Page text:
This transaction pattern assumes you chose to use the WebSphere eXtreme Scale transaction manager, which means you will call the WebSphere eXtreme Scale Session.begin(), commit(), and rollback() methods in your code. Be aware that the Java EE EJB session bean mechanism won't work with the WebSphere eXtreme Scale transaction manager; you cannot make the WebSphere eXtreme Scale transaction manager automatically begin a transaction when you enter a session bean method or commit it when you exit. If you want that, you must go with JTA.
If your application has written to any other transactional resource besides WebSphere eXtreme Scale, such as a writing to a database (side cache or write-through cache) or reading a message from WebSphere MQ (which deletes the message you read during commit), then you will want to write a TransactionCallback plug-in; this is how you coordinate a WebSphere eXtreme Scale transaction and some other transaction. Notice that I said "database or WebSphere MQ"; this pattern can only deal with WebSphere eXtreme Scale and one other resource because the WebSphere eXtreme Scale transaction manager can only deal with one-phase transaction processing (1PC). In other words, it understands how to call resources for "commit" but doesn't have any idea about "prepare."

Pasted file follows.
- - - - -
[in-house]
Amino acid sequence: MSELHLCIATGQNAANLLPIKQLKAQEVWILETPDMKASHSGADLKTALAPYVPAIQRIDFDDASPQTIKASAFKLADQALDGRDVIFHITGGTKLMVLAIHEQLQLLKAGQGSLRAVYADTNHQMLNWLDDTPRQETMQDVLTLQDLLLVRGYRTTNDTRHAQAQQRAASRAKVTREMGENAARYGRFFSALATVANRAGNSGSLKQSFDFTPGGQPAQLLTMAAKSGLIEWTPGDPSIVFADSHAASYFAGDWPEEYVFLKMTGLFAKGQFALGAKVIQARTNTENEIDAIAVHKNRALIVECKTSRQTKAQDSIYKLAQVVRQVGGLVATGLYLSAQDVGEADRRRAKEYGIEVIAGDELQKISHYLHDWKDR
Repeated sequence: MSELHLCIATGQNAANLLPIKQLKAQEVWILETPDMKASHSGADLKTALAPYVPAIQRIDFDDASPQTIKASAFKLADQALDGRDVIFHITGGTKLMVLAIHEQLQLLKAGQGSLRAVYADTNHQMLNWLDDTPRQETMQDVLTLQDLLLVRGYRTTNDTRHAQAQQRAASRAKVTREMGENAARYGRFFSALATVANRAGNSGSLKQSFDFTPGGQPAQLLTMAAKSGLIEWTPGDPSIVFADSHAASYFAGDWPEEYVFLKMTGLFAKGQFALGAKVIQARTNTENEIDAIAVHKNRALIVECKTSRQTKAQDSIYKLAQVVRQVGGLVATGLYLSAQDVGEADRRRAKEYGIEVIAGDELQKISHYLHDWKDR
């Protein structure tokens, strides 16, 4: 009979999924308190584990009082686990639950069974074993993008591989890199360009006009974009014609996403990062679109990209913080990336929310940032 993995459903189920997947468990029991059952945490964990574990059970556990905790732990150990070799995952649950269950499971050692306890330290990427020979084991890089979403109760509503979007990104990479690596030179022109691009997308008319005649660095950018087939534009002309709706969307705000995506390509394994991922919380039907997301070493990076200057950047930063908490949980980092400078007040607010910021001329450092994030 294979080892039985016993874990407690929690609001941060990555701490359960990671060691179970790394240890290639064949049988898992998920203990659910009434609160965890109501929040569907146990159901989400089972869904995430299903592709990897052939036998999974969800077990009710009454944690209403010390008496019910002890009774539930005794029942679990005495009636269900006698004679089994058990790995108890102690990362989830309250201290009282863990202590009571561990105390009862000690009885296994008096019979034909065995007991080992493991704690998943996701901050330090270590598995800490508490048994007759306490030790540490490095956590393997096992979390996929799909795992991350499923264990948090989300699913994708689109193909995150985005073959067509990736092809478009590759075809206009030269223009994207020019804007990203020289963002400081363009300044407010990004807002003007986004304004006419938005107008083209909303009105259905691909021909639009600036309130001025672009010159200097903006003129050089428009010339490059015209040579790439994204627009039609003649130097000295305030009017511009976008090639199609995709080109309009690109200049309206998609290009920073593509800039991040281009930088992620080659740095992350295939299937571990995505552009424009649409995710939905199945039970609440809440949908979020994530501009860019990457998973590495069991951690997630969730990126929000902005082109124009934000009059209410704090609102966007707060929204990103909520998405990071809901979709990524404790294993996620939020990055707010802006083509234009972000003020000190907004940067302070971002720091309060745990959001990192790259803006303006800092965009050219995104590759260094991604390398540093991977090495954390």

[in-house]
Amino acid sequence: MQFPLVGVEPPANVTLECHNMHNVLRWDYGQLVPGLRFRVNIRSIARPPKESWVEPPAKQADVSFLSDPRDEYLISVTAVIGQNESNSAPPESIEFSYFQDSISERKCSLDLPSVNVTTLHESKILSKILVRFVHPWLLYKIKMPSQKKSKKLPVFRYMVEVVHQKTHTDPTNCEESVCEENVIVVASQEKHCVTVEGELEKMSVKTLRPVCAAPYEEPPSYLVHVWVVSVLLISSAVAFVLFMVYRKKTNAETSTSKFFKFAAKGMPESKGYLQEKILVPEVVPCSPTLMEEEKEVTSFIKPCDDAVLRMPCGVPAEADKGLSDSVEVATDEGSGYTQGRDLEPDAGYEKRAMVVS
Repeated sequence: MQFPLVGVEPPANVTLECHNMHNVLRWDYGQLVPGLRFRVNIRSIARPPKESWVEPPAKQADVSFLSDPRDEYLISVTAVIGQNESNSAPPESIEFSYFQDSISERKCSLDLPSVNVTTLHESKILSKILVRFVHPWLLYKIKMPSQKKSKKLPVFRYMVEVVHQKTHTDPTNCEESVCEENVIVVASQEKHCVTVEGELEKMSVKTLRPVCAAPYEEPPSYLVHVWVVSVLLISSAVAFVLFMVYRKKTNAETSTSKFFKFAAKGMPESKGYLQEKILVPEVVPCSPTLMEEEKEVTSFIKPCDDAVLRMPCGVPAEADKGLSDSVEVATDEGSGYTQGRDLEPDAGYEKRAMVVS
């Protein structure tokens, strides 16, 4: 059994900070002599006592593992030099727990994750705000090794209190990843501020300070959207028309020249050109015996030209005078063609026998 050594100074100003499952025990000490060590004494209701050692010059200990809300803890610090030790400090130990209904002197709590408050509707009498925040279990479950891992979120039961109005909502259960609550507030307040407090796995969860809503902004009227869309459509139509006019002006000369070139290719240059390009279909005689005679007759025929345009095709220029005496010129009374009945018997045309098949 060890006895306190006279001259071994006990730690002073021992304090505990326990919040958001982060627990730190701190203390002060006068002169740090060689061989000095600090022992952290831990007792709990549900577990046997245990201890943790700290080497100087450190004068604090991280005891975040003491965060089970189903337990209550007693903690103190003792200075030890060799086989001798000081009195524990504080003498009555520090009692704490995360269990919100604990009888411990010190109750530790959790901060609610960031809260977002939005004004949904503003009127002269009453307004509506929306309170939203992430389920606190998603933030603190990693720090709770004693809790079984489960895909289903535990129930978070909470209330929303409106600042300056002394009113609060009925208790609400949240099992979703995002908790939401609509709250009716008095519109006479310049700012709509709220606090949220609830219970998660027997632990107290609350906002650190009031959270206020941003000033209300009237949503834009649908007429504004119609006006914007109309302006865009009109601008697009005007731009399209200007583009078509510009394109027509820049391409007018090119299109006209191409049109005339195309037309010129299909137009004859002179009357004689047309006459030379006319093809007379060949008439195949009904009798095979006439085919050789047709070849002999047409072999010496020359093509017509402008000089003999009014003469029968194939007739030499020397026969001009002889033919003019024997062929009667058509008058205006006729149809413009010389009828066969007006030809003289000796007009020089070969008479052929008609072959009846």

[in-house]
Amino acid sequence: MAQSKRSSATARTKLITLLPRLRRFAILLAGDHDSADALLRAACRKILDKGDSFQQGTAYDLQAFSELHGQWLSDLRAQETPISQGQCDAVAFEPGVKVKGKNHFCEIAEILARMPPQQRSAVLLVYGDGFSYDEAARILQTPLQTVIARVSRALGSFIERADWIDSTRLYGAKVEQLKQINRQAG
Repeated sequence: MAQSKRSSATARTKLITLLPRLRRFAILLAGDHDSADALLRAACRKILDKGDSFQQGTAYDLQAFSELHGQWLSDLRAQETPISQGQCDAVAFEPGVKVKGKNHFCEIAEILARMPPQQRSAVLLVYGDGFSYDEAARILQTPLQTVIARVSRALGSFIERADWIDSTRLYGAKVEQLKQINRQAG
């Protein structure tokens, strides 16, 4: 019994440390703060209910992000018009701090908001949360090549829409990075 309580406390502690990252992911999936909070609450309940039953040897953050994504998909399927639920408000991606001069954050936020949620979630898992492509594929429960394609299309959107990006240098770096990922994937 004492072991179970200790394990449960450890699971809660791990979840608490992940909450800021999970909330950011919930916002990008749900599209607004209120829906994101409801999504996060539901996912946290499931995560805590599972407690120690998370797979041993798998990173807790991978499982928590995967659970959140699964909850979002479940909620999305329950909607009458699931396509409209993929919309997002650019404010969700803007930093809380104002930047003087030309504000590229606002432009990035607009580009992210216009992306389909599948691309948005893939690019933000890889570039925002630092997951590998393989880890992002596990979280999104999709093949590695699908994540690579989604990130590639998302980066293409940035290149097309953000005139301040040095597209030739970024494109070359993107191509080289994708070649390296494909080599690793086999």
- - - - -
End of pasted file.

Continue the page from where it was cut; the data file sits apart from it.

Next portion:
To be very clear, the only time you need to write a WebSphere eXtreme Scale TransactionCallback is if you have chosen to use the WebSphere eXtreme Scale transaction manager. Only the WebSphere eXtreme Scale transaction manager calls a TransactionCallback implementation. JTA and other transaction managers are unaware of this and any other WebSphere eXtreme Scale plug-ins. Also, you very likely will want to write your own TransactionCallback and not use the WebSphereTransactionCallback or JPATxCallback shipped with WebSphere eXtreme Scale; the former doesn't really give you transactionality (read what its javadoc says about it being a "volatile participant") and the latter is really part of the implementation for the built-in JPA loaders and not intended for any other use (the only reason it is not a private class is you must be able to wire it into your XML when you wire in the JPA loaders).